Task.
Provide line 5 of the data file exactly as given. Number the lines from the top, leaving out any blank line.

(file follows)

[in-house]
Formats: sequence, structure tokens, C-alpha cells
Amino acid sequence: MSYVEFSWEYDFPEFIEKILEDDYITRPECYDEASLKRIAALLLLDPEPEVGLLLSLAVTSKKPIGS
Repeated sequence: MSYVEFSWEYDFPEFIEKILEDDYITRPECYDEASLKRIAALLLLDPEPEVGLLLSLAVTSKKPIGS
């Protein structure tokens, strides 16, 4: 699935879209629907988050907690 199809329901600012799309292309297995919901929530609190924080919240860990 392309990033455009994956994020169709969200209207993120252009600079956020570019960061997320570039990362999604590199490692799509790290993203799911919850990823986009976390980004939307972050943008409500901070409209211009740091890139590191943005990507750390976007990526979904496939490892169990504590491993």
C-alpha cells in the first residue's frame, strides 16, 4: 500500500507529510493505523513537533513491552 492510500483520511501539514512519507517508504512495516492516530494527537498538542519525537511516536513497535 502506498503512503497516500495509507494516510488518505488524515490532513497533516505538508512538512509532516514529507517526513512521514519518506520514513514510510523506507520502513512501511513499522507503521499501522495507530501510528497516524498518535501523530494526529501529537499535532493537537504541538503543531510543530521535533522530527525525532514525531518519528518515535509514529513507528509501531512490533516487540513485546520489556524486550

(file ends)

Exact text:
């Protein structure tokens, strides 16, 4: 699935879209629907988050907690 199809329901600012799309292309297995919901929530609190924080919240860990 392309990033455009994956994020169709969200209207993120252009600079956020570019960061997320570039990362999604590199490692799509790290993203799911919850990823986009976390980004939307972050943008409500901070409209211009740091890139590191943005990507750390976007990526979904496939490892169990504590491993």